Spend a few extra minutes properly preparing your dish for the freezer so you can save a lot of time (and space) later.
mr- hash brown breakfast casserole reshoot
Credit: Victor Protasio; Food Styling: Margaret Dickey; Prop Styling: Heather Chadduck

Before you read any further, take a second right now to congratulate yourself on cooking ahead. After all, if you’re looking up information on how to freeze a casserole properly, that likely means you’re into meal prep. Or you could be trying to cook a few dishes in advance so you have options the next time your family’s weekly schedule is a little more than hectic.

Future you is going to be so thankful.

Freezing casseroles is incredibly easy. While you can certainly freeze whole casseroles in baking dishes, your dish will be out of commission until you decide to cook that meal. If you have a bounty of baking dishes, that’s probably fine. But if you don’t, try this casserole freezing technique instead.

How to Freeze a Casserole

To freeze a casserole, you’ll need the dish’s ingredients, a baking dish, aluminum foil, plastic wrap, masking tape, and a permanent marker. Keep all these items close at hand to make this process go seamlessly.

Casserole ingredients that won’t freeze well

Taco-Tot Casserole image
Taco-Tot Casserole image
| Credit: Gina DeSimone; Food Styling: Blakeslee Giles; Prop Styling: Audrey Davis

Taco-Tot Casserole image Photo: Gina DeSimone; Food Styling: Blakeslee Giles; Prop Styling: Audrey Davis

Get the Recipe: Taco-Tot Casserole

Most casseroles are freezer-friendly, but before you haul out your ingredients, double check to make sure you really should be freezing that dish you intend to make.

Foods that don’t freeze well:

  • dairy, excluding cheese
  • mayonnaise
  • eggs
  • starchy vegetables like potatoes
  • leafy greens

Surprisingly, macaroni and cheese and dishes topped with shredded cheese do OK in the freezer. Some cheese sauces may develop a slightly grainy texture when the dish is thawed and cooked, but that’s nothing you can’t overlook for the convenience factor.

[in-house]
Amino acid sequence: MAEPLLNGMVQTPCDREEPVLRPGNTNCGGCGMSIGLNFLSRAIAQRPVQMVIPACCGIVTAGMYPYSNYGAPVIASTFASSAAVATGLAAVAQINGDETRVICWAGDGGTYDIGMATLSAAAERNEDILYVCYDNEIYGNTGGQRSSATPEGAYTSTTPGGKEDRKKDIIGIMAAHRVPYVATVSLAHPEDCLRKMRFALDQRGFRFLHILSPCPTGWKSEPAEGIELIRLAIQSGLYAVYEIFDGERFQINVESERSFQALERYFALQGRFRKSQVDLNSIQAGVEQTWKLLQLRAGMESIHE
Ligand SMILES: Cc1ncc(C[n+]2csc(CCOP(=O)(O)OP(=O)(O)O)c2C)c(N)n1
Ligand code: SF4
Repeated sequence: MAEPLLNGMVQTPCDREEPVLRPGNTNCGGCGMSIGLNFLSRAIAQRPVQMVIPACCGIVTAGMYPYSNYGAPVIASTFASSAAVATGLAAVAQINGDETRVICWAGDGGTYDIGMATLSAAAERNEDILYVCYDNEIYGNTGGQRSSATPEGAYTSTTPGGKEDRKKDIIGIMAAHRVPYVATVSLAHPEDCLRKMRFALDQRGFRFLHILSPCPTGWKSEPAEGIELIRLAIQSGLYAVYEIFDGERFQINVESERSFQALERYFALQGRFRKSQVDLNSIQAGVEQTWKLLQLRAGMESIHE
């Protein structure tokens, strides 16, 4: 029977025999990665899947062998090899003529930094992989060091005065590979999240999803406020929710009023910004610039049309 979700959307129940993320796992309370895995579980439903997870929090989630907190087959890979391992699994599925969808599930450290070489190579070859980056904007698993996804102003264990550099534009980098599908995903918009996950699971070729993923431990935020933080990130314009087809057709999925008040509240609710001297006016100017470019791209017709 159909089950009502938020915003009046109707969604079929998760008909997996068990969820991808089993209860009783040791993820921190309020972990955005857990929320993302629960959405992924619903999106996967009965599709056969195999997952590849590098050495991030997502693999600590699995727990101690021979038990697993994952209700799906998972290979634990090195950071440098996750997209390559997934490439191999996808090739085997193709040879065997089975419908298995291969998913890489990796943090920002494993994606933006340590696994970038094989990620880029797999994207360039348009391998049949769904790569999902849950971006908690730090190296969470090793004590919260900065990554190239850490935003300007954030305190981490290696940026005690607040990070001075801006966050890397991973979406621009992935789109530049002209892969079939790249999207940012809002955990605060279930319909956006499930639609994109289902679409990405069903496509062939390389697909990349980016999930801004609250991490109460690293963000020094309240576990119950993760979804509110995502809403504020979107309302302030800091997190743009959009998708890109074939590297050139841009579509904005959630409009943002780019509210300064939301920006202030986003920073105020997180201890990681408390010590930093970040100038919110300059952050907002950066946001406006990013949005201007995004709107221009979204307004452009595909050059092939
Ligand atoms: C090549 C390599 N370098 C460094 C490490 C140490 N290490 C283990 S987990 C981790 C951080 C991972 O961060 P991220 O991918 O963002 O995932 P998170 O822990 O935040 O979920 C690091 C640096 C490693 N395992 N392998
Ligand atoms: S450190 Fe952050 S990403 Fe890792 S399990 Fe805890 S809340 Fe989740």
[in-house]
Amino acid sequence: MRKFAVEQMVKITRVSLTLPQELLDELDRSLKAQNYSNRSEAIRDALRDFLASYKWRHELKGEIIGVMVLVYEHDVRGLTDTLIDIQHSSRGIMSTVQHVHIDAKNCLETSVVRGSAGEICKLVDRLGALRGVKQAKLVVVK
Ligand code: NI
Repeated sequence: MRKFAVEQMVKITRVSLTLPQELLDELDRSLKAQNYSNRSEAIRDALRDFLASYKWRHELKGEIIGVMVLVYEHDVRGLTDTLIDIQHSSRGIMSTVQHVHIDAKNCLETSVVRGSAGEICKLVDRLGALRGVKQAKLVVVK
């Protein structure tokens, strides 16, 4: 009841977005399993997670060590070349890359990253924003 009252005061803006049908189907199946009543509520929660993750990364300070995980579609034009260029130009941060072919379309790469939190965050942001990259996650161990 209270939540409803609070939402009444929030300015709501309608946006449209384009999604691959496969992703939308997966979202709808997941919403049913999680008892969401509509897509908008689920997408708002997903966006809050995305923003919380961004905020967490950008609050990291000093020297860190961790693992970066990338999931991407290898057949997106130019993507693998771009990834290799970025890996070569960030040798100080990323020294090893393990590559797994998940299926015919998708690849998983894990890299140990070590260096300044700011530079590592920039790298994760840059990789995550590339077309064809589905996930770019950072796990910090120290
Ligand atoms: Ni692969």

Pot pies, enchiladas, lasagnas, and pasta casseroles are particularly freezer-friendly dishes. Soups and stews are too, but you don’t need to freeze them in any particular shape or dish.

Should you bake a casserole you intend to freeze?

If the casserole you’re making has raw meat in it, you should absolutely bake the dish to the full temperature before you cool and freeze it. If it has pre-cooked meat or no meat, you don’t have to cook it at all. Freeze the casserole uncooked, and save the cooking for later.

Preparing a casserole for the freezer

First, line the baking dish you intend to use with aluminum foil. Leave extra on the sides so you can wrap the casserole with the foil. You’ll also use the foil to pull the frozen casserole out of the dish, so a little extra won’t hurt.

Then, fill the baking dish with the casserole. Cover with the foil flaps, and freeze 24 to 36 hours.

When the casserole is frozen solid, remove it from the baking dish. Cover it in plastic wrap. Place a piece of masking tape or a freezer label on the frozen casserole. Mark it clearly with the type of dish or the recipe’s name, the date you froze it, and brief reheating instructions (e.g. bake at 350°F for 1.5 hours).

Place the frozen, wrapped, and labeled casserole back into the freezer.

This casserole freezing method frees up your baking dish so you don’t have multiple pans occupied at the same time. It also means you can more neatly stack your future meals in your limited freezer space. Frozen meals can last in the freezer up to four months.

How to Cook a Frozen Casserole

Creamy Broccoli-Cheddar Casserole
Credit: Jennifer Causey

Jennifer Causey

When you’re ready to cook the casserole you stored previously, you can follow the recipe’s instructions. (Hopefully it has thawing and reheating instructions.)

If it doesn’t, you can choose to thaw the casserole before baking it, or bake from frozen.

Method #1: Thaw first

Remove the plastic wrap and aluminum foil from around the frozen casserole. Place the casserole into the original baking dish. Thaw the dish in the fridge for 24 to 36 hours before you intend to cook it. When you’re ready to cook the casserole, follow the recipe’s original instructions. Cook until a thermometer inserted in the middle reads 165*F.

Method #2: Cook from frozen

If you are cooking the casserole from frozen, remove the plastic wrap and aluminum foil, and place the frozen casserole in the original baking dish. Preheat the oven to the recipe’s intended temperature. Add about 15 to 25 minutes to the original cook time to account for the frosty start. You may want to cover the casserole with aluminum foil for the first hour of cooking, if the instructions don’t call for that already. The aluminum foil acts as a shield so the top layer won’t burn.

When a thermometer reaches 165°F, you can pull the casserole from the oven.

If the casserole recipe calls for any fresh herbs as a finishing ingredient, add them just before serving. Do not add them to the top of the dish before freezing it. The delicate herbs will not withstand the long stay in the freezer or the hot oven.